After 48 h transfection, cells were digested with 2.5 g/L trypsin.1 × 104 cells were seeded per well in a 96-well plate and incubated at room temperature. At the time point of 12, 24, 48, and 72 h, the culture medium was removed and replaced with the new medium containing 1% MTT solution. After cultured for 4 hours, each well was supplemented with 100 μL of dimethyl sulfoxide (DMSO). The absorbance of each well was measured with a microplate at a wavelength of 490 nm and the cell viability curve is drawn.
Transwell Cell Invasion Assay
First, the upper chamber was pre-coated with or without matrigel (BD, USA). After the matrigel was solidified, transfected CAL27 and SCC25 cells were seeded on the upper chamber (Millipore, MA, USA) and cultured in 200 μL serum-free DMEM. DMEM containing 12% FBS was added to the lower chamber. Cells were incubated at 37°C. 24 h later, cells migrated or invaded to the lower surface were fixed with methanol, followed by stained with 0.1% crystal violet at room temperature for 20 min. Finally, the migrated or invaded cells were imaged under an optical microscope (Nikon, Japan).
Colony Formation Experiment
After 48 h transfection, CAL27 and SCC25 cells were seeded to 12-well plates (2 x 102 cells/well) and cultured with DMEM medium containing 10% FBS. Cells were cultured at 37°C in an atmosphere humidified with 5% CO2 for 2 weeks. Finally, cell colonies were fixed with 4% paraformaldehyde and stained with 0.1% crystal violet at room temperature for 15 min. The colonies were imaged and counted with a microscope using Image J software.
Quantitative Real-Time PCR (qRT-PCR)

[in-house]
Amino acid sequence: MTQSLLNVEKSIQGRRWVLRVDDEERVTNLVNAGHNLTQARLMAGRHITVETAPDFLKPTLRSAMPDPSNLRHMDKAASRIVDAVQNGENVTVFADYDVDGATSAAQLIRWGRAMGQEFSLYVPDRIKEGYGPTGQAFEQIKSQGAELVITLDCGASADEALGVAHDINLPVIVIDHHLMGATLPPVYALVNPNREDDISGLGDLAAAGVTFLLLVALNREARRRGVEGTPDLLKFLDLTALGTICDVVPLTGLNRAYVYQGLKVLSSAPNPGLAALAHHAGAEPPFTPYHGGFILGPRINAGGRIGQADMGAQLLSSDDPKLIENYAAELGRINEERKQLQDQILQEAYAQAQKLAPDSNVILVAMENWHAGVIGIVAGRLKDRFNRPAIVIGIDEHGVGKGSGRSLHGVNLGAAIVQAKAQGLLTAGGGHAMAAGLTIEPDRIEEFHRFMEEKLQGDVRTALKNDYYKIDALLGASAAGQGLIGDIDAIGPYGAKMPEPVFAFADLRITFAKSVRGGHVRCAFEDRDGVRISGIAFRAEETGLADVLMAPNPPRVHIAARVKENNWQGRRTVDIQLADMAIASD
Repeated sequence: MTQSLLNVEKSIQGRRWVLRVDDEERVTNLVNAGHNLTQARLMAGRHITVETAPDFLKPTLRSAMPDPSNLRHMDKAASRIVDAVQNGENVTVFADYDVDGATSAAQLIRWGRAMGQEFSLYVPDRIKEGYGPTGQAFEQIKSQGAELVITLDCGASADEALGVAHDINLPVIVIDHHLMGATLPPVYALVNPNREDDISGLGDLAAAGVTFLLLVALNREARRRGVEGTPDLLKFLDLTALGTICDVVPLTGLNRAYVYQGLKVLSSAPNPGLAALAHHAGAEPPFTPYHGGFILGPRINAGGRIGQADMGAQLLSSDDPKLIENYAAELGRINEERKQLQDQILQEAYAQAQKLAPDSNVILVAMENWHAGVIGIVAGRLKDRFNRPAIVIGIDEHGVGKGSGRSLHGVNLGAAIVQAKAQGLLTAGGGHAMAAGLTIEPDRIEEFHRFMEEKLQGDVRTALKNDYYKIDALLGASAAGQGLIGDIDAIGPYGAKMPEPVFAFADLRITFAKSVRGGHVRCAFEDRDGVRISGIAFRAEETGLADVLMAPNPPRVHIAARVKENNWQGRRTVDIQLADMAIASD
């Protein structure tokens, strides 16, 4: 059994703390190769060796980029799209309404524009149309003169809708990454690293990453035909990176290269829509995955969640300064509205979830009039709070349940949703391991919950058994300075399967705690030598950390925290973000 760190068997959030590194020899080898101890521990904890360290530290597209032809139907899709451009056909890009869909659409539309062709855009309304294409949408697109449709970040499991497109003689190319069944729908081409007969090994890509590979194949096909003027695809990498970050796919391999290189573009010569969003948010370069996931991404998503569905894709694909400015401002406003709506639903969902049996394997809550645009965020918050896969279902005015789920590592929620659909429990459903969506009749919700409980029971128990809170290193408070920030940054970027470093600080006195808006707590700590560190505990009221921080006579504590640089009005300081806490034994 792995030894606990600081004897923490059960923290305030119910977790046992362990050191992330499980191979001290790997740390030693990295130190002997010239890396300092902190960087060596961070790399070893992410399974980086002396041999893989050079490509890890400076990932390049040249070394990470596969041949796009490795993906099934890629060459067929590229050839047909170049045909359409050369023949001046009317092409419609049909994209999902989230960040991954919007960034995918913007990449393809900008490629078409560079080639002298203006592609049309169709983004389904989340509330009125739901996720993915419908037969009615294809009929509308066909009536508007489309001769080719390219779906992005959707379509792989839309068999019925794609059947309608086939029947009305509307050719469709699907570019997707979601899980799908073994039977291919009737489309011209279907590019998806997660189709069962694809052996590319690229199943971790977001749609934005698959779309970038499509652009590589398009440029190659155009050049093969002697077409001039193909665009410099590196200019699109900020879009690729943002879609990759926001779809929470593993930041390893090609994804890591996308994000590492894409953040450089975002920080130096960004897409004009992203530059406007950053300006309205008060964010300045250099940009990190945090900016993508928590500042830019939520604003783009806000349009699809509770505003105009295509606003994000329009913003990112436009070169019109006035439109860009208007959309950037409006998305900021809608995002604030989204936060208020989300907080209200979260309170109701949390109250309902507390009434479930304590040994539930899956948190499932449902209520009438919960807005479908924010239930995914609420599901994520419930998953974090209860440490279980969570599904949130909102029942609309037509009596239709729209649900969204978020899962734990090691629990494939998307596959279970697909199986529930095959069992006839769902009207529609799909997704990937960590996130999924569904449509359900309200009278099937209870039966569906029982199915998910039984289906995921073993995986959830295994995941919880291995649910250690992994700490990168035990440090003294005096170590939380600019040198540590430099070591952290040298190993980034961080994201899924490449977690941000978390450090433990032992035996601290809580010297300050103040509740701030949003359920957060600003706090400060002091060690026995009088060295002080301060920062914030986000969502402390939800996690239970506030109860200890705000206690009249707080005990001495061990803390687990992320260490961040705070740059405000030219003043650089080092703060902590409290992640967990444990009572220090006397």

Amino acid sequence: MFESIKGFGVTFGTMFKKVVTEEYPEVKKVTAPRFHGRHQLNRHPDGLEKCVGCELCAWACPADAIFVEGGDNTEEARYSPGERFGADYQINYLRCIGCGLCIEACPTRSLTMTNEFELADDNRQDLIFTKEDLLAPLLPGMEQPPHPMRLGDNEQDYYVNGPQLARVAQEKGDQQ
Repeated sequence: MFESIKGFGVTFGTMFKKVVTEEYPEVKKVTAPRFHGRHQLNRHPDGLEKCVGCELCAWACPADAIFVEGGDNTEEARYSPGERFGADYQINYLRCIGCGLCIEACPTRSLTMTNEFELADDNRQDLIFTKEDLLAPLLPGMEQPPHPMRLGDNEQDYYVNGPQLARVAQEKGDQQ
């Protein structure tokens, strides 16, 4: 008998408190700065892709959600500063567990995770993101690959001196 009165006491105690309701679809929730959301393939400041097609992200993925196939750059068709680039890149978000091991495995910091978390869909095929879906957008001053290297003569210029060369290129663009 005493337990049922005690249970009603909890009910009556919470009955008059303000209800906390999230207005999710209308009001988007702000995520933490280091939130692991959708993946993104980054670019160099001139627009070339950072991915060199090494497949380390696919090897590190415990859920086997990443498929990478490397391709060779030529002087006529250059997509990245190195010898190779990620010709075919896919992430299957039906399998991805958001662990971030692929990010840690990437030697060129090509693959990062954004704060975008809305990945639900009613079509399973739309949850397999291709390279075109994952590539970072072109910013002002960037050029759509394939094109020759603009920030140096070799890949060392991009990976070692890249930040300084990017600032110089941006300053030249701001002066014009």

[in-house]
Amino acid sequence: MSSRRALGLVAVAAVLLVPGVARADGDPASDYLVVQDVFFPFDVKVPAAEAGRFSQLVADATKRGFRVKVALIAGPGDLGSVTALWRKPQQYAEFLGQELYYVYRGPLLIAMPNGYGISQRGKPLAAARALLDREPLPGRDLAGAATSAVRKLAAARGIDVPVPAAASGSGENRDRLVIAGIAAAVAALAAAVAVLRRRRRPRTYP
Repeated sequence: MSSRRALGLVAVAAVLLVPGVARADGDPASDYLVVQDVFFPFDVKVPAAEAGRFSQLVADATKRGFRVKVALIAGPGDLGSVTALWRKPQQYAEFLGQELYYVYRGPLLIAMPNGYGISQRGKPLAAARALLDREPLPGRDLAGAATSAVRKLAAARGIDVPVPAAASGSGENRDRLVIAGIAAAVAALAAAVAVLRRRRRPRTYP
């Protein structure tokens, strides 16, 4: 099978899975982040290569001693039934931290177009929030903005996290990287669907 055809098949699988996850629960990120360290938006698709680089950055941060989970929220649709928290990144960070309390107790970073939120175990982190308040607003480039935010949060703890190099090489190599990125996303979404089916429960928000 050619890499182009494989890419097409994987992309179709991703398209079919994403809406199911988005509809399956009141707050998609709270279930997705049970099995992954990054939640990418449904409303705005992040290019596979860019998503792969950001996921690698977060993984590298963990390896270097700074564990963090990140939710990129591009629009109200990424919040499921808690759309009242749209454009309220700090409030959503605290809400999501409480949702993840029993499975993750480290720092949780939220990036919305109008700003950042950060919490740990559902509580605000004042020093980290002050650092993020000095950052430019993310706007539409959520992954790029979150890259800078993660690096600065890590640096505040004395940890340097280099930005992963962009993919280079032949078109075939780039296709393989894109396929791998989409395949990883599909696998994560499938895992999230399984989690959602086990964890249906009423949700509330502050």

After extracting total RNA with Trizol reagent (Invitrogen, USA), 5 μg of RNA was reverse transcribed into cDNA with a reverse transcription kit (Takara, Dalian, China) according to the instructions. qRT-PCR reaction was carried out a Power SYBR-Green PCR Master mix (Thermo Fisher Scientific, USA) on a FAST7500 realtime-PCR system (ABI, USA). The PCR was performed under the following reaction conditions: pre-denaturation at 96 °C for 5min, 30 cycles of denaturation at 96 °C for 30s, annealing at 54 °C for 30s, extension at 72 °C for 30s; finally, extension at 72 °C was 10min and stored at 4 °C. The relative expression levels were calculated using the 2−ΔΔCt method. GAPDH and U6 were used as the internal control for the mRNA and miRNAs, respectively.
Dual Luciferase Reporter Gene Experiment
Bioinformatics software was used to predict the target genes of miR-455-3p. The wild-type and mutant sequence containing the binding region of miR-455-3p were synthesized and cloned into the pGL3.1 reporter plasmid. The wild-type and mutant plasmid along with miR-455-3p mimics and its negative control were transfected into OSCC cells. After 48 h, the luciferase activity was determined by a dual luciferase detection kit (Promega, USA). Firefly luciferase activity was normalized to Renilla.
RNA Pull Down
Biotin labeled miR-455-3p probe or the negative control were obtained from Sangon Biotech (CA, USA). Cells were transfected with specific probes for 48 h. The transfected cells were harvested and lysed. Then, the lysates were incubated with pre-coated beads overnight. RNA enrichment was evaluated by qPCR assay.